In his book Second Mountain: The Quest for a Moral Life, David Brooks says that life seems to have a two-mountain shape.
The First Mountain
On the first mountain, we get out of school, begin a career, perhaps start a family, and establish an identity. “People climbing that first mountain spend a lot of time thinking about reputation management. They are always keeping score. How do I measure up? Where do I rank? … The goals on that first mountain are the normal goals that our culture endorses—to be a success, to be well thought of, to get invited into the right social circles, and to experience personal happiness. It’s all the normal stuff: nice home, nice family, nice vacations, good food, good friends, and so on.”
Eventually we’re left thinking that there must be more. We fail, or get hit by tragedy, and find ourselves in the valley, broken. Some stay there.
The Second Mountain
But others rebel against their former quest for prominence, pleasure, and success, as well as mainstream culture, and become other-centered. They start to climb the second mountain. They may or may not stay in the same careers, but they’re transformed. “It’s not about self anymore; it’s about a summons.”
“You don’t climb the second mountain the way you climb the first mountain. You conquer your first mountain. You identify the summit, and you claw your way toward it. You are conquered by your second mountain. You surrender to some summons, and you do everything necessary to answer the call and address the problem or injustice that is in front of you. On the first mountain you tend to be ambitious, strategic, and independent. On the second mountain you tend to be relational, intimate, and relentless.”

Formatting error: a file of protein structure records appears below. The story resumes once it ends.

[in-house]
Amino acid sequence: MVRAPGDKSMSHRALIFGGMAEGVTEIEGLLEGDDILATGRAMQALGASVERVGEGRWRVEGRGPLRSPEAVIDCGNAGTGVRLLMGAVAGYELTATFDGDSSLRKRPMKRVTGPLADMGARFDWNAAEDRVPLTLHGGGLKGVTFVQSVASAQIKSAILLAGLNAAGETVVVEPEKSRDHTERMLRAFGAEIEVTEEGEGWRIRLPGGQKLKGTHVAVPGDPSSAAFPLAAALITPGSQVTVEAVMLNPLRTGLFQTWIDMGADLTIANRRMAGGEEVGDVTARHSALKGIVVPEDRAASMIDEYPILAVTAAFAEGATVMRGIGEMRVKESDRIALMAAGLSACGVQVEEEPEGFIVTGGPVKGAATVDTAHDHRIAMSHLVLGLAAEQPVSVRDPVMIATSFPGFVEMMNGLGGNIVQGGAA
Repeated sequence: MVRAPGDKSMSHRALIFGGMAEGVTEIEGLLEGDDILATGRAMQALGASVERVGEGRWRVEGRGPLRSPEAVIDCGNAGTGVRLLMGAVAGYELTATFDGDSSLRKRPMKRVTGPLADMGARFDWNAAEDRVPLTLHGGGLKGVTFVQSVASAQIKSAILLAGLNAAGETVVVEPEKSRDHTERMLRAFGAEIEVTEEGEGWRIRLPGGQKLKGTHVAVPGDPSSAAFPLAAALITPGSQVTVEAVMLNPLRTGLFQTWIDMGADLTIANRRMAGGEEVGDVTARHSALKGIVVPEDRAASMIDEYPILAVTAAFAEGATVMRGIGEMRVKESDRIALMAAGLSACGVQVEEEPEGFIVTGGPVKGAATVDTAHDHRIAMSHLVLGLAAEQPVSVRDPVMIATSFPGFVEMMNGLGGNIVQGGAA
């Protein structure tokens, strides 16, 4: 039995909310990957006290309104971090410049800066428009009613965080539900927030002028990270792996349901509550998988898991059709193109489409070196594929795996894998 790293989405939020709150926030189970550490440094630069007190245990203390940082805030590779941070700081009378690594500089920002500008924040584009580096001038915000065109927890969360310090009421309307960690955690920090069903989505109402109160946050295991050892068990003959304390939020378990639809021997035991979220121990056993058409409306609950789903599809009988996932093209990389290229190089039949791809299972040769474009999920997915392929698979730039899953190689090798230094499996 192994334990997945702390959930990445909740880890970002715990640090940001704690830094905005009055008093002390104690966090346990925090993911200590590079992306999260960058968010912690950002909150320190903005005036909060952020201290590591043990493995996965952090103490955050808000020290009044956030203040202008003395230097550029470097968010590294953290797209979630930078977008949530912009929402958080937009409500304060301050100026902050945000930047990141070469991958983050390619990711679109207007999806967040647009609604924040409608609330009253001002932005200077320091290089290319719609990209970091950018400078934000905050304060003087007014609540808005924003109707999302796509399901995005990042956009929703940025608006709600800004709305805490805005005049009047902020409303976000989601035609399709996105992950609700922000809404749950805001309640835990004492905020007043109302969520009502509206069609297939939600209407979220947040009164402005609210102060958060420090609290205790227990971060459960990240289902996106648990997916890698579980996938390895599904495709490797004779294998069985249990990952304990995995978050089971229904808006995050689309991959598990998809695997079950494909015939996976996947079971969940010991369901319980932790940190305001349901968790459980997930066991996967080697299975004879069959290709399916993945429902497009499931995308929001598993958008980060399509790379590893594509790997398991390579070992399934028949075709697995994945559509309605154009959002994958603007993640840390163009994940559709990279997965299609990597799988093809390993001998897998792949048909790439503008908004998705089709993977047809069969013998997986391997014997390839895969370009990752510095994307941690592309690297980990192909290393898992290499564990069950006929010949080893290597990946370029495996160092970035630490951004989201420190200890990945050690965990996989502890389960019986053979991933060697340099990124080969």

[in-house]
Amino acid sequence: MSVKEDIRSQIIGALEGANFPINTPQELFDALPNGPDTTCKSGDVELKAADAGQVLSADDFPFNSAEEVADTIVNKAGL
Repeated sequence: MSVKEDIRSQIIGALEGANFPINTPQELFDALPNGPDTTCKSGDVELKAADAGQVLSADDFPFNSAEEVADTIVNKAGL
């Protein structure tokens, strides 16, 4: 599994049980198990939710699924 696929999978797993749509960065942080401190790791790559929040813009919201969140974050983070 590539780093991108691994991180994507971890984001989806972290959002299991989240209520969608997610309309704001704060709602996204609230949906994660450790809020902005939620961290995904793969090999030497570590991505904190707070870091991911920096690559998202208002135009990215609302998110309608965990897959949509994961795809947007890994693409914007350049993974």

On the second mountain, you find your life by losing it.
Pastoring on the Second Mountain
I’ve pastored on both mountains.
Don’t get me wrong. Nobody belongs in pastoral ministry who’s in it for themselves. The call to eldership is a call to “shepherd the flock of God that is among you, exercising oversight, not under compulsion, but willingly, as God would have you; not for shameful gain, but eagerly; not domineering over those in your charge, but being examples to the flock” (1 Peter 5:2-3). It’s a call to lay down our lives in service.
But we’re full of mixed motives. I know I’ve spent time wondering if I’m measuring up, keeping score, focused on me as well as my calling.
Something happens, though, when you get knocked off that mountain. You pastor differently once you’ve been broken, when you show up not so much to conquer but as one who’s been conquered. There’s a peace in second-mountain pastoring that you don’t think exists on the first mountain. It’s less impressive, but way more meaningful and impactful.
I don’t really claim to be a second-mountain pastor. But I’ve visited there, and I want to spend more of my time there. I mainly recognize it in others. Their ministries feel different, and I’m not even sure they know it. But we do.
If you feel broken, don’t despair. You could be on the verge of entering second mountain ministry. You won’t want to go back.